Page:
One day I really will have exhausted this subject but for the moment here’s another look at the Paris Exposition Universelle of 1900. I’d downloaded this photo album months ago from the excellent resources at the University of Heidelberg then promptly forgot all about it. The book is of interest for the variety of views it gives of the exposition; despite this being a world event that attracted a host of photographers and even (as we’ve seen) early filmmakers, the views you see are often the same remote shots of the major buildings.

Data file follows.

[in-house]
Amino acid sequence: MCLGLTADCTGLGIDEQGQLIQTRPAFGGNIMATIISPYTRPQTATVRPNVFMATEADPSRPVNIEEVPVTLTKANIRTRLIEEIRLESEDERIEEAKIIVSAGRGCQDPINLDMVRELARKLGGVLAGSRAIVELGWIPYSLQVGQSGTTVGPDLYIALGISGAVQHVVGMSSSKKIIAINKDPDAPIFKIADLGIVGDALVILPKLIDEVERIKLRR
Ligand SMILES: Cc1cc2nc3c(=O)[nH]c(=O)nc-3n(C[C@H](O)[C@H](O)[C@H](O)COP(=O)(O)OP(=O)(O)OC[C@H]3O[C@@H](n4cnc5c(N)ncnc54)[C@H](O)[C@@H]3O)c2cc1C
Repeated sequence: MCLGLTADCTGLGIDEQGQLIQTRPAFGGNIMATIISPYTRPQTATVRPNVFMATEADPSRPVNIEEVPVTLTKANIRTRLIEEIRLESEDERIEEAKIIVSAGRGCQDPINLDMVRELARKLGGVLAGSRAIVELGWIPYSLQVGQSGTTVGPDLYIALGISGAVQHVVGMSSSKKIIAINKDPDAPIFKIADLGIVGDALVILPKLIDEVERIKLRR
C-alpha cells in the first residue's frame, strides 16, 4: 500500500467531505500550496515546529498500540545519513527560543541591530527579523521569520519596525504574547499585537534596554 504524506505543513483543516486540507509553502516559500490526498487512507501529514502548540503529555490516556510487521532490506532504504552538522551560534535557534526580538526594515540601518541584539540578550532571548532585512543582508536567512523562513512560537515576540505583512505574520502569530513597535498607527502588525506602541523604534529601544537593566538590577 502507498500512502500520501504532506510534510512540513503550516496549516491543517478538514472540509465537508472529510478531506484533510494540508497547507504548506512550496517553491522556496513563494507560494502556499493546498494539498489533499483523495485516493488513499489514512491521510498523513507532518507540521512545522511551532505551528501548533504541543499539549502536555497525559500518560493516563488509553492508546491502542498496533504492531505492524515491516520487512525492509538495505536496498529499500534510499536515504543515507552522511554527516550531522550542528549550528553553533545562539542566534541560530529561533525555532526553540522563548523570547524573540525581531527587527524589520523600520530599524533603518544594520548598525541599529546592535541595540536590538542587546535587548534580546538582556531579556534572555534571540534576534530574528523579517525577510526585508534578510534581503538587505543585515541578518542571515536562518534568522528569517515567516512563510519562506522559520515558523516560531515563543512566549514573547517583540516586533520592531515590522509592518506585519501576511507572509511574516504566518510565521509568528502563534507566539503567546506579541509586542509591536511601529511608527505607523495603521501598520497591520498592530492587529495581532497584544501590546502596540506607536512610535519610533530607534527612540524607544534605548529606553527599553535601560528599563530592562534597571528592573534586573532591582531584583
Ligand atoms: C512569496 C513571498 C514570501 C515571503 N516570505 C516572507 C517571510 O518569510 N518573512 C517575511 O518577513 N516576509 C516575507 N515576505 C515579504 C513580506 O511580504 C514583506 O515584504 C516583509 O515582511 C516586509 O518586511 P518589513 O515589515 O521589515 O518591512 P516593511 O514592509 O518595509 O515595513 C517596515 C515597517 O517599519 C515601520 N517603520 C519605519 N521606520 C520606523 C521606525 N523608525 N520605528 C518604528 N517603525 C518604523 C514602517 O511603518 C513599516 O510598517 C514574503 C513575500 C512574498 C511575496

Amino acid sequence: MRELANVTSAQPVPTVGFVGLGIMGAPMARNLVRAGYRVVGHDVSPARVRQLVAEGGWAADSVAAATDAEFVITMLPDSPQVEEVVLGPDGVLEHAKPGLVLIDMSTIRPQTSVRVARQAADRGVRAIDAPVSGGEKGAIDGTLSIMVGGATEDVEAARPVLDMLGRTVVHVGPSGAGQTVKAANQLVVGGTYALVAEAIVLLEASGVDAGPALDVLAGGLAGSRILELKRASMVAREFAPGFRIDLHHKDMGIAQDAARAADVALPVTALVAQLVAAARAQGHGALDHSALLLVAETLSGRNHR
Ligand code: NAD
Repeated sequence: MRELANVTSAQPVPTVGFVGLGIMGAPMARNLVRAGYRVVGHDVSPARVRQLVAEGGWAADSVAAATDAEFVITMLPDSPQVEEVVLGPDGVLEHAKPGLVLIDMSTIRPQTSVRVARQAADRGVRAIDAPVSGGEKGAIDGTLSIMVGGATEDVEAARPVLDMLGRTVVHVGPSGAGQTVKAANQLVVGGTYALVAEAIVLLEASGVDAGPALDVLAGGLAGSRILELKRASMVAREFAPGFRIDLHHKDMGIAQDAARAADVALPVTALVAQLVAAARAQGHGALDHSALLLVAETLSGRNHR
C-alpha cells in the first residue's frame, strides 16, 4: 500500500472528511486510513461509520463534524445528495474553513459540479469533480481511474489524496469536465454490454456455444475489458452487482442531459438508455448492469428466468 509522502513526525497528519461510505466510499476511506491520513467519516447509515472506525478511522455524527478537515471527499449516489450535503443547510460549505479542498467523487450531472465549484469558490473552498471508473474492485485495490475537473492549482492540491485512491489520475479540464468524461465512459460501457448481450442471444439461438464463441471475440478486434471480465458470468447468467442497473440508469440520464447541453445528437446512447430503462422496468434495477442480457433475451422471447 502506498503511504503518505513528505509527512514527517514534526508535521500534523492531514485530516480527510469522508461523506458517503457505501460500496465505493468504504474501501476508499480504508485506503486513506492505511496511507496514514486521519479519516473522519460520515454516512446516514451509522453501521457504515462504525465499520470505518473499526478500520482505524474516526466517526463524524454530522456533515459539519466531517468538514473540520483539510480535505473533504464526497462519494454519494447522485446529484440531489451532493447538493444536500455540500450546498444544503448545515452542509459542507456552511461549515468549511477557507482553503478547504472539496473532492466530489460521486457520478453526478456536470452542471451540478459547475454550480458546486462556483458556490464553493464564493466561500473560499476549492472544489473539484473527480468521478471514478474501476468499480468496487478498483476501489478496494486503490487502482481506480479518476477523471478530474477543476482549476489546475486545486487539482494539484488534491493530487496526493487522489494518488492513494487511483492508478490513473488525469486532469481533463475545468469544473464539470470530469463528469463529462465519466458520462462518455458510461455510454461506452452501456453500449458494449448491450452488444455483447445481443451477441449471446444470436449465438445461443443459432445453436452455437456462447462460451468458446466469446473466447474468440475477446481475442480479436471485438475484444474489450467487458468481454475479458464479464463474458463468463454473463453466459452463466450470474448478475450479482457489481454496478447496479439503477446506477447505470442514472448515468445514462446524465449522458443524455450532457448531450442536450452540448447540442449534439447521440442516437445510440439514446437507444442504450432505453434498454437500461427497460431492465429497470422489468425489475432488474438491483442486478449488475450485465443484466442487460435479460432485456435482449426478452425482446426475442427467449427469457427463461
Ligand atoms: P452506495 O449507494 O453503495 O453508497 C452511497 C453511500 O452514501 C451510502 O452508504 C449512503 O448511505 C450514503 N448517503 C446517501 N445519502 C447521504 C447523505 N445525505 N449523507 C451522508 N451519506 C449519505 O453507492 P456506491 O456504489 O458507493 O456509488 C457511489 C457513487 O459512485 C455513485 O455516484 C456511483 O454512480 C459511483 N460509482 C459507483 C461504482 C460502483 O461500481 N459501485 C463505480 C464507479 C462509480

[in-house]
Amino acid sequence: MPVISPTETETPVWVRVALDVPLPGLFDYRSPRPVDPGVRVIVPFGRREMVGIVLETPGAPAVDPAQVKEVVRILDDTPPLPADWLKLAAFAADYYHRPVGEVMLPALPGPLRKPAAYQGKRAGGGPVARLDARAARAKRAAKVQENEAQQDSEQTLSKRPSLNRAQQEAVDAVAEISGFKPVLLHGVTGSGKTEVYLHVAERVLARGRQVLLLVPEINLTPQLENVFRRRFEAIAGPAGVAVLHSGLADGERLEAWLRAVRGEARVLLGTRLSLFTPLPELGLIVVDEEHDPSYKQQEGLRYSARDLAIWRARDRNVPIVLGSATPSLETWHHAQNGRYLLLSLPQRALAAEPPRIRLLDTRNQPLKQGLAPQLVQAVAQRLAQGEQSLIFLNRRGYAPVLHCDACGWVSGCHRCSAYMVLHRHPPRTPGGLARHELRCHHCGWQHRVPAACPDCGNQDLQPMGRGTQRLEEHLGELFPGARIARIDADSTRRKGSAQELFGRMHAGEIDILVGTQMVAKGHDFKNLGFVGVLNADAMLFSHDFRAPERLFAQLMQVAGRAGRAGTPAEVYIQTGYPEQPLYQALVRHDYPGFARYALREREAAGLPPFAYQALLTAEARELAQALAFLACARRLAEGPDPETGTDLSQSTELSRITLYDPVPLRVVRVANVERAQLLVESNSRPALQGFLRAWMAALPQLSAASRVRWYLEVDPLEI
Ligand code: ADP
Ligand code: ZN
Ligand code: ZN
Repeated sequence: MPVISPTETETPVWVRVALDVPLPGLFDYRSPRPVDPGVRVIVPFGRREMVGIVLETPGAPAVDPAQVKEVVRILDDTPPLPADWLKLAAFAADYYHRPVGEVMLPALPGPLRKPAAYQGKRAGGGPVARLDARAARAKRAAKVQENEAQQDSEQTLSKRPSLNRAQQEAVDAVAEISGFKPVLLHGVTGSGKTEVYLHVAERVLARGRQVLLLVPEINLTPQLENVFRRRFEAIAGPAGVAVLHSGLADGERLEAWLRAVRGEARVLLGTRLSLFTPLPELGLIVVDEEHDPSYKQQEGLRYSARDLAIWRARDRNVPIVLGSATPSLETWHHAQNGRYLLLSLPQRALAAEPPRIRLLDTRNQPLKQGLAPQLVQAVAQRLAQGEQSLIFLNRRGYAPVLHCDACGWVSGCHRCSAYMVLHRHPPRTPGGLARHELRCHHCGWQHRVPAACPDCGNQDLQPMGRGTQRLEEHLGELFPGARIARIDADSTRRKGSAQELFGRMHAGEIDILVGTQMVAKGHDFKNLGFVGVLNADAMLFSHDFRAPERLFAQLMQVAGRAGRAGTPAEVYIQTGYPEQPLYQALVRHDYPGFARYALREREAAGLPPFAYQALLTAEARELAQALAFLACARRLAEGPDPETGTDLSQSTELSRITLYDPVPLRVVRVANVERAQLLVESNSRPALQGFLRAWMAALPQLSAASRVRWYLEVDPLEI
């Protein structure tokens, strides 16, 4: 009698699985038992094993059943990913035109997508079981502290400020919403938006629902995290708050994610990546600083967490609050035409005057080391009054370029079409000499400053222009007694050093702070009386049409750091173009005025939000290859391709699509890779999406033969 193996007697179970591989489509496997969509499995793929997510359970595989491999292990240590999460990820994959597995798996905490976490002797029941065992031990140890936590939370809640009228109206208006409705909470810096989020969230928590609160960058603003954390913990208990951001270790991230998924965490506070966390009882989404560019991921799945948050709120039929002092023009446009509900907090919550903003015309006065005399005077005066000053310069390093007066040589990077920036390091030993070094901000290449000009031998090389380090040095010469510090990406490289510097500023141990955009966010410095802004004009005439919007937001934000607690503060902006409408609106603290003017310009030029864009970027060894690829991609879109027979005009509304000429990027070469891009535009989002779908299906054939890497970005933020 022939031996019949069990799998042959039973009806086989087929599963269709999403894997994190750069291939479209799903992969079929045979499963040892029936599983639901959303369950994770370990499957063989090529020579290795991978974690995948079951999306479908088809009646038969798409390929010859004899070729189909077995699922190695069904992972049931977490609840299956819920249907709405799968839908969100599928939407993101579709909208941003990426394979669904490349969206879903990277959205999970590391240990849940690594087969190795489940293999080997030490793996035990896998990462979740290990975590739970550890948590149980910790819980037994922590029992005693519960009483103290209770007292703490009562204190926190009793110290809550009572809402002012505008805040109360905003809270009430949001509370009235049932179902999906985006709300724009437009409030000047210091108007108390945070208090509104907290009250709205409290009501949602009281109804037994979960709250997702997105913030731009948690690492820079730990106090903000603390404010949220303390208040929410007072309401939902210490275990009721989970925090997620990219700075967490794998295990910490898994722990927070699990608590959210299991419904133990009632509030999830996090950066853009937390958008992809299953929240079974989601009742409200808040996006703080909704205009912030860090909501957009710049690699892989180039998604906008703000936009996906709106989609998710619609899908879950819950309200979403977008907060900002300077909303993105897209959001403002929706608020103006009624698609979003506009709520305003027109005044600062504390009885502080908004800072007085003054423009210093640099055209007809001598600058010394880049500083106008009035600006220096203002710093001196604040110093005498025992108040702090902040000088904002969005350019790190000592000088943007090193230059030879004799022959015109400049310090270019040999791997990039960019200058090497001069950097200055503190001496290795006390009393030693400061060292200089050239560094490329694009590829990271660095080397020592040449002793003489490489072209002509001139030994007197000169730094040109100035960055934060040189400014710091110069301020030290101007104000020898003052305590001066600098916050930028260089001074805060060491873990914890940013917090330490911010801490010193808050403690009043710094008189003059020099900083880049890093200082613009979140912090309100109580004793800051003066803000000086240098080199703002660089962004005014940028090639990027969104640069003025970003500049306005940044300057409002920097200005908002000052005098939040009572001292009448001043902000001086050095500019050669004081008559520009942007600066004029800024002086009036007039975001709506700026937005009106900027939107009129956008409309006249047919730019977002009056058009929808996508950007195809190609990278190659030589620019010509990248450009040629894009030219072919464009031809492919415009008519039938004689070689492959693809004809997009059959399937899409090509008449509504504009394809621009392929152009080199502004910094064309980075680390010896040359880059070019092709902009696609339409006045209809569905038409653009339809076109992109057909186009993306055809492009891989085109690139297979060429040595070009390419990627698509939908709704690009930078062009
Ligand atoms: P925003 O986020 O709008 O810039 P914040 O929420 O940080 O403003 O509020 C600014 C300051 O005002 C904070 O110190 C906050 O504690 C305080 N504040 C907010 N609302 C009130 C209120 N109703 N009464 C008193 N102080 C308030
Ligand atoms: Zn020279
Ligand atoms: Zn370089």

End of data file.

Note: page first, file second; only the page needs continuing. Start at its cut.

Ludovic Baschet’s book compensates for this with photos by the Neurdein brothers, Étienne and Antonin (assisted by Maurice Baschet) which show many close views of the pavilions, including a couple I hadn’t seen before in any detail. The oddest thing about these views is that many seem to be composites, with figures from other shots dropped into the scenes; this may be more obvious to eyes schooled in the disparities of Photoshop. Baschet’s book also has the best views I’ve seen of the Swiss exhibit, a miniature village built in the 7th arrondissement complete with livestock, authentic milkmaids and a fake mountain. And is that a joke at Britain’s expense in the view of Edwin Lutyens’ surprisingly dull British pavilion? Philippe Jullian tells us that Paris endured a heatwave in the summer of 1900—there are many parasols in evidence—yet the British pavilion is shown with a rain-soaked pavement, and set against a mass of impending storm clouds.